Buffer the signal loss slayer
Should I use a buffer on my board? Does true bypass sound better than buffered? Are we alone in the universe? Where do you wanna eat? For years I've seen all kinds of questions asked about buffers on guitar effect forums and they usually get some of the wackiest answers so here's what a buffer is.
As mentioned in a previous article, every single piece of conducting material has dc resistance and ac impedance, measured in ohms. Resistances (or impedances) in series will divide a voltage proportional to their value over the sum of their values, such as Vrx = Vin x (Rx / R1+Rn).
Keeping those two statements in mind, picture the last component at the output of a guitar. That component has resistance. This is your guitar’s output impedance (remember, we call it impedance as it's relative to an ac signal). Now, let's connect it to another pedal which has a first component that has its own impedance. That's your pedal's input impedance. As you've probably guessed, that voltage division rule applies. Here's an example with numbers:
Imagine a typical single coil pickups outputting a simple signal of about 100mV peak-to-peak. Those pickups are connected to a 250kohms volume potentiometer (disregard the tone knob for now) so you can say your output impedance is 250kohms. Now imagine a guitar pedal built on purpose with low input impedance (Fuzz Face-type circuits rely on this), let’s say 10kohms. Disregarding the cable’s negligible impedance and stray capacitance (creating its own high-pass filter, by the way) and applying our formula: Vout = 100mV x (10000 / 10000 + 250000) = 3.85mV.
See what happened? Because the input impedance is much smaller than our output impedance, we suffer a heavy signal loss.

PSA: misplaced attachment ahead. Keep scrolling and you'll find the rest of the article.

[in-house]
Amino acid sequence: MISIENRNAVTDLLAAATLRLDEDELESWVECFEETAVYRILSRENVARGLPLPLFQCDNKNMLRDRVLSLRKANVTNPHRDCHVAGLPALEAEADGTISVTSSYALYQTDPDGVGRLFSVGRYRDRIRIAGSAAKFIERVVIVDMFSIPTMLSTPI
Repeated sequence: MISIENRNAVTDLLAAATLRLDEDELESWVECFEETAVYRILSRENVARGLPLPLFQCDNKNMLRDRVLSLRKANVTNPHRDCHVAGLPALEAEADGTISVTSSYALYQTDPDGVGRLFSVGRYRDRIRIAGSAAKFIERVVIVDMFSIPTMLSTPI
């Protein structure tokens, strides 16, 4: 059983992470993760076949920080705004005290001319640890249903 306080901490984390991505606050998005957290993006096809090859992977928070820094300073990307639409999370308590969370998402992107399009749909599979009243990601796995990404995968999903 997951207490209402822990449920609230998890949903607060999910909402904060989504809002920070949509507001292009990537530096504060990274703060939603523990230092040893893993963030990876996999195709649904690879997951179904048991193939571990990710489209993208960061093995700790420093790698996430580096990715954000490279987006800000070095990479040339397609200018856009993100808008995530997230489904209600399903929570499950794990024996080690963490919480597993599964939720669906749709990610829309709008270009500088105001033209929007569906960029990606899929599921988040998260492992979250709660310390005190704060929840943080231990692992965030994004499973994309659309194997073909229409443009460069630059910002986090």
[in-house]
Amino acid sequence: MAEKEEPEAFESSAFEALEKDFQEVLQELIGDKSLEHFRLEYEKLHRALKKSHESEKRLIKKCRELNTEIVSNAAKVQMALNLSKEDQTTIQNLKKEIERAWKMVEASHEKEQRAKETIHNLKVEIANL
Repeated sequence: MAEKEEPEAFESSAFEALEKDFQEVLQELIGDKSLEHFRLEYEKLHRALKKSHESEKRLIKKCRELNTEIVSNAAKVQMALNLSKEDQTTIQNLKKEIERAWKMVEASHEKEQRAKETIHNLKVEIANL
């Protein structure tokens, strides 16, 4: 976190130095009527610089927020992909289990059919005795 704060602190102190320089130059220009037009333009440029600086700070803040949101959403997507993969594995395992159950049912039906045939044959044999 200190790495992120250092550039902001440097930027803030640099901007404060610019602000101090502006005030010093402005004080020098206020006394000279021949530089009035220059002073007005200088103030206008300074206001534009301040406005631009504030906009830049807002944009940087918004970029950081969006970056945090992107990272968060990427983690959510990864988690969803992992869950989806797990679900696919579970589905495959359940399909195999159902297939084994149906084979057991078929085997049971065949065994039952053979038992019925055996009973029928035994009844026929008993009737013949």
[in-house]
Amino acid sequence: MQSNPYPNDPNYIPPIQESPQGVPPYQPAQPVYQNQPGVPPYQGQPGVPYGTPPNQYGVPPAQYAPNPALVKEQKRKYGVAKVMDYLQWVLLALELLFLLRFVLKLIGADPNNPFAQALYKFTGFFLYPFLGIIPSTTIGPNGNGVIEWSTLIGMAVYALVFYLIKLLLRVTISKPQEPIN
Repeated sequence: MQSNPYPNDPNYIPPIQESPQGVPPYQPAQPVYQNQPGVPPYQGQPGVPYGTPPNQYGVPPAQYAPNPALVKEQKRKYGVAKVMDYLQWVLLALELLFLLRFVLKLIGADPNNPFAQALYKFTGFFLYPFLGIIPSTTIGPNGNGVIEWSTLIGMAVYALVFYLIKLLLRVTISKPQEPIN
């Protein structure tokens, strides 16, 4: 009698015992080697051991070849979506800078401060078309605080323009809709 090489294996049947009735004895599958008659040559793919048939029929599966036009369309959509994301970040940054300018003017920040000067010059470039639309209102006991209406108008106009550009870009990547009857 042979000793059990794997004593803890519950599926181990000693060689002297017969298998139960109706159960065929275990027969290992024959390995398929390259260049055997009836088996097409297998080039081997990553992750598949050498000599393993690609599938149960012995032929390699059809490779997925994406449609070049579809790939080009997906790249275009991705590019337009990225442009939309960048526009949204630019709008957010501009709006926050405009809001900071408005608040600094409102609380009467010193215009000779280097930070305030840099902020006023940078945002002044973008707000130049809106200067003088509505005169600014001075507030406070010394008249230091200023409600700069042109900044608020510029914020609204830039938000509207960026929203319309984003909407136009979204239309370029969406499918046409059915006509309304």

In the vast majority of cases, this is bad!
Buffers are super simple circuits that will have very high input impedance and very low output impedance so that regardless of what comes before and after it, signal loss is kept to a minimum.
Remember when we talked about capacitors? Capacitors exhibit an attribute called capacitive reactance which is a fancy name for frequency-variable resistance - or impedance. In other words, any amount of capacitance will create an impedance for a given frequency signal. What sucks about capacitance is that it's literally everywhere and when it's someplace you didn't ask for, it's called parasitic.
You might've heard long cables are bad for "tone suck" and is one of the reasons you should buffer your signal. Well, that's right! The longer the cable, the bigger its stray capacitance and impedance to your signal and worse ratio with the following input impedance. A buffer with very high input impedance will make up for the long cable's impedance and prevent signal loss at different levels of different frequencies.
Contrary to somewhat popular belief, buffered bypass is not a bad thing unless you use it right before pedals with purposefully low input impedance, which are almost exclusively Fuzz Face-family circuits. These behave in an occult way I'm not going to get into, but if you don't use one of those, buffers are your bros.
That's all there is to buffers. They won't "color your tone" or "add warmth". There are a few different cases in which the use of a buffer is warranted, but in all of them they accomplish one thing: they make sure you don't lose signal. Period.
So there you go - now go get some Internet points with that new knowledge!